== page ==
Cassandre Berdoz began working as an assistant night watchwoman at the Lausanne cathedral on August 16th, the Swiss city announced Thursday.
“This is the first time that this position … has been held by a woman, who is helping keep alive a tradition uninterrupted since 1405, while helping
it evolve,” it said in a statement.
Berdoz, it said, was likely the first woman to ever be officially appointed to the task anywhere in Europe.
The new watchwoman herself said she was thrilled with the new position.
“As far back as I can remember, this tradition has fascinated me, and I have always wanted to be a watchwoman,” the Lausanne native said in the statement.
She is joining the ranks of male colleagues who have clambered to the top of the cathedral bell tower every single evening for the past 616 years.
All year round, from 10:00 pm to 2:00 am, the night watchman, wearing a big black hat and carrying a lantern, steps out to the bell tower railing to serve as a living clock for the people of the picturesque city on the shores of Lake Geneva.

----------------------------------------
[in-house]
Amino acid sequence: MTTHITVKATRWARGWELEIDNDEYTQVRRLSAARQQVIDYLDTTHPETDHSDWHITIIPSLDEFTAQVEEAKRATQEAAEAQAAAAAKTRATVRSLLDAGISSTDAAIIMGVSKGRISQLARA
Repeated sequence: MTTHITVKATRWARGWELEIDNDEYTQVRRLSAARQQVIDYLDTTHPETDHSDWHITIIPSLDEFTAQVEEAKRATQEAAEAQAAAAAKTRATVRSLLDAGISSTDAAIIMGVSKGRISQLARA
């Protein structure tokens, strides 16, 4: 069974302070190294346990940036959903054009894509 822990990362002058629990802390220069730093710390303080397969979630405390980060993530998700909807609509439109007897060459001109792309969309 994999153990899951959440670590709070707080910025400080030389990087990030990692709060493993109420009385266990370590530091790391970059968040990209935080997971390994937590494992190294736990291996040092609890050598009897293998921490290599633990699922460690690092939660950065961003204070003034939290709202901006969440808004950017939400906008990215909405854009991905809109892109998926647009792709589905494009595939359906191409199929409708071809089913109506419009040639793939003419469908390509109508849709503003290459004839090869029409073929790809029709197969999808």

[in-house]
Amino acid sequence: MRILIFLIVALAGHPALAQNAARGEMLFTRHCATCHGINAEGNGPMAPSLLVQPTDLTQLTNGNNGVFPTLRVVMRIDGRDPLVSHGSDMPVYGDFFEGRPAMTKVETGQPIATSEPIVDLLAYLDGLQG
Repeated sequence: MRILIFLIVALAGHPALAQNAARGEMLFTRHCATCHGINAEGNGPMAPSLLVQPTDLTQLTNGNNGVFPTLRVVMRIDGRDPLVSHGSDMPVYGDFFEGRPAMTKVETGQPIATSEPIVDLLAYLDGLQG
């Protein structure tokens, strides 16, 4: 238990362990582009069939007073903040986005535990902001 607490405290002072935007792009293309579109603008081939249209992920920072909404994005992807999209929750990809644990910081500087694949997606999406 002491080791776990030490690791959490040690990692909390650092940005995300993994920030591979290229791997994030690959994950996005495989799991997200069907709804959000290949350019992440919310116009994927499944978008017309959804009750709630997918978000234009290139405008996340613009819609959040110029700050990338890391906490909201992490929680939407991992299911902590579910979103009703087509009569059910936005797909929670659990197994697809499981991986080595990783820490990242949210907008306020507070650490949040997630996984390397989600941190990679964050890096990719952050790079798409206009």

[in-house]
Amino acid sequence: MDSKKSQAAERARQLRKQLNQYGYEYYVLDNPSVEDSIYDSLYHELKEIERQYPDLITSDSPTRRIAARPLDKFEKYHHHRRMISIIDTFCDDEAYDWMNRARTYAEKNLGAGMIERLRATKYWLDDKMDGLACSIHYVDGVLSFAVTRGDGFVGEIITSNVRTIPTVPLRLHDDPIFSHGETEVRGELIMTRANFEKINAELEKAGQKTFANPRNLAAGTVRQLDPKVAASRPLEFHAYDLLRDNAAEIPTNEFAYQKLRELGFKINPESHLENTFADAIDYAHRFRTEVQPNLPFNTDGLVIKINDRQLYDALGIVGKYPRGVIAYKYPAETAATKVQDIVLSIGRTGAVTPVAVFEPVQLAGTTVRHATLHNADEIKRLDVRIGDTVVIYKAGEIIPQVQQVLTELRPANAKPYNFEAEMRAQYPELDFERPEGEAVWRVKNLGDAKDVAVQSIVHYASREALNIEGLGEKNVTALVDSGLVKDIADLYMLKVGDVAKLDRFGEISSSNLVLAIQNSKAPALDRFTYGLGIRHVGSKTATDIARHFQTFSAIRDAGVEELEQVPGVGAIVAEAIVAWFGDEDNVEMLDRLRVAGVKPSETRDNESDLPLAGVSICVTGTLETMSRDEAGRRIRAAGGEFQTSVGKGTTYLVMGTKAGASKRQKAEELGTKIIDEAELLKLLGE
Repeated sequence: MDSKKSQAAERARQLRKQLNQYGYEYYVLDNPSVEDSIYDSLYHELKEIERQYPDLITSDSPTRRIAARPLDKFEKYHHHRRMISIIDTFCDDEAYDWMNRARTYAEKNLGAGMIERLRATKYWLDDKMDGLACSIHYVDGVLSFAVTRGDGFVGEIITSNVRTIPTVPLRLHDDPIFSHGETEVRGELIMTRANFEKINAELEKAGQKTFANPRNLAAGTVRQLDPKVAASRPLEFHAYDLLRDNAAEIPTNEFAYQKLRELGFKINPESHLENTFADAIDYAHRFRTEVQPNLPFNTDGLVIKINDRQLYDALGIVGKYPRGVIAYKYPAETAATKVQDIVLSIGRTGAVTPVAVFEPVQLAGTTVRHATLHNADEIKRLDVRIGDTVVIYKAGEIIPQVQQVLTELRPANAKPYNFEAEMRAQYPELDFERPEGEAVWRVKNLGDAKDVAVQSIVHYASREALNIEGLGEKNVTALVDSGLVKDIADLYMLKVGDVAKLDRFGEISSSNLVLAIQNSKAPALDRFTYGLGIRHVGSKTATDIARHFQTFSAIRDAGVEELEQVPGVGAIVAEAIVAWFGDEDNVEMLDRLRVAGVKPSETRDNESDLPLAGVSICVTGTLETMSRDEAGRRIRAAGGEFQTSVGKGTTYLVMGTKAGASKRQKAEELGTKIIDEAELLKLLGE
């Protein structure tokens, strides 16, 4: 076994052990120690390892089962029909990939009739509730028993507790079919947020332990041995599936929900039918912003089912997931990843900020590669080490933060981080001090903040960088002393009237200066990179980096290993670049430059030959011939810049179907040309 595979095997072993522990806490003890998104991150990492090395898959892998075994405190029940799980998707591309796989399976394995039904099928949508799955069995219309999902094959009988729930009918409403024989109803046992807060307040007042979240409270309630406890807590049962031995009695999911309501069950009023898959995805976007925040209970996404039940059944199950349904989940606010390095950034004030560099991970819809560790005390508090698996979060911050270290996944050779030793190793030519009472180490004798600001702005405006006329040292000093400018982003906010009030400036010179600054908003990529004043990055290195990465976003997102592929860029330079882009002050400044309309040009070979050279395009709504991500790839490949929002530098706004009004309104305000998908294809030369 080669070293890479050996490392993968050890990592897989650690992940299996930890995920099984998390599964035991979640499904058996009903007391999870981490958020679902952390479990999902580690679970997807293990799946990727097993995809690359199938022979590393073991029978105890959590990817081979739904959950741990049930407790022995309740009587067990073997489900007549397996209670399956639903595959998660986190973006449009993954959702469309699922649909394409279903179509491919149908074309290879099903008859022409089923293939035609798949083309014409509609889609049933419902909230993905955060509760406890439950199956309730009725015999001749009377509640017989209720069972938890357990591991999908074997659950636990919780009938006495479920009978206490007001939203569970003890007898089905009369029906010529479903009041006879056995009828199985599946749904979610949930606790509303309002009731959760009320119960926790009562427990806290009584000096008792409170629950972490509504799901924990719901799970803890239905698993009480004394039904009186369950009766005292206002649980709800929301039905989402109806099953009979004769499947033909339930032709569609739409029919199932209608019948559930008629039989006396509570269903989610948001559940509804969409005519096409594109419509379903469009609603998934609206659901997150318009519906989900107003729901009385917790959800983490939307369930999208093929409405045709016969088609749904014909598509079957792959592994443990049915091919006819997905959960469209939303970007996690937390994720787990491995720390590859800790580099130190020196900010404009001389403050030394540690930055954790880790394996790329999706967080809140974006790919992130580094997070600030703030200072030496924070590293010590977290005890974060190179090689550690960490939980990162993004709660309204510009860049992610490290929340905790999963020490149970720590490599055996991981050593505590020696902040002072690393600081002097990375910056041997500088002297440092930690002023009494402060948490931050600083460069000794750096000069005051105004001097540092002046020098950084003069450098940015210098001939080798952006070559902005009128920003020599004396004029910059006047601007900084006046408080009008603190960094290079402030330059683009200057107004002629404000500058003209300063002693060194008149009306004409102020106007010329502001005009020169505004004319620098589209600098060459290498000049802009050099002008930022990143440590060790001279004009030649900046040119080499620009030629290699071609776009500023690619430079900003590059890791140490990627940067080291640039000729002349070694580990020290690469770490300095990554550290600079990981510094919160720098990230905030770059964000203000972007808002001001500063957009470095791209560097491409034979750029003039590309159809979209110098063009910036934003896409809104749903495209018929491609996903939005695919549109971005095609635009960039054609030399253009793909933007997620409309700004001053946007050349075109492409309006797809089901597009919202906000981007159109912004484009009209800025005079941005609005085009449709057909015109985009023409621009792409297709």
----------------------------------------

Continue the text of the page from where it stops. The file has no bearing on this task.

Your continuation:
The night watchmen, who once numbered in the tens of thousands across Europe, used to play a far more vital role.
Back when fire was a permanent threat to medieval towns and cities built in wood, he was an essential part of a network of watchmen, most of whom patrolled the streets.
From his perch, the cathedral watchman was tasked with sounding the alarm at the first whiff of smoke.
But as technology advanced, the once ubiquitous position became largely obsolete and the watchmen all but disappeared across the continent.
Lausanne is today one of 63 European towns and cities that still have night watchmen, Thursday’s statement said.
Except for a few substitute stints, women have never held the position anywhere on the continent, it said, citing information from the European Guild of Night and Tower Watchmen.
“Lausanne is thus an equality pioneer” in this area, the city boasted.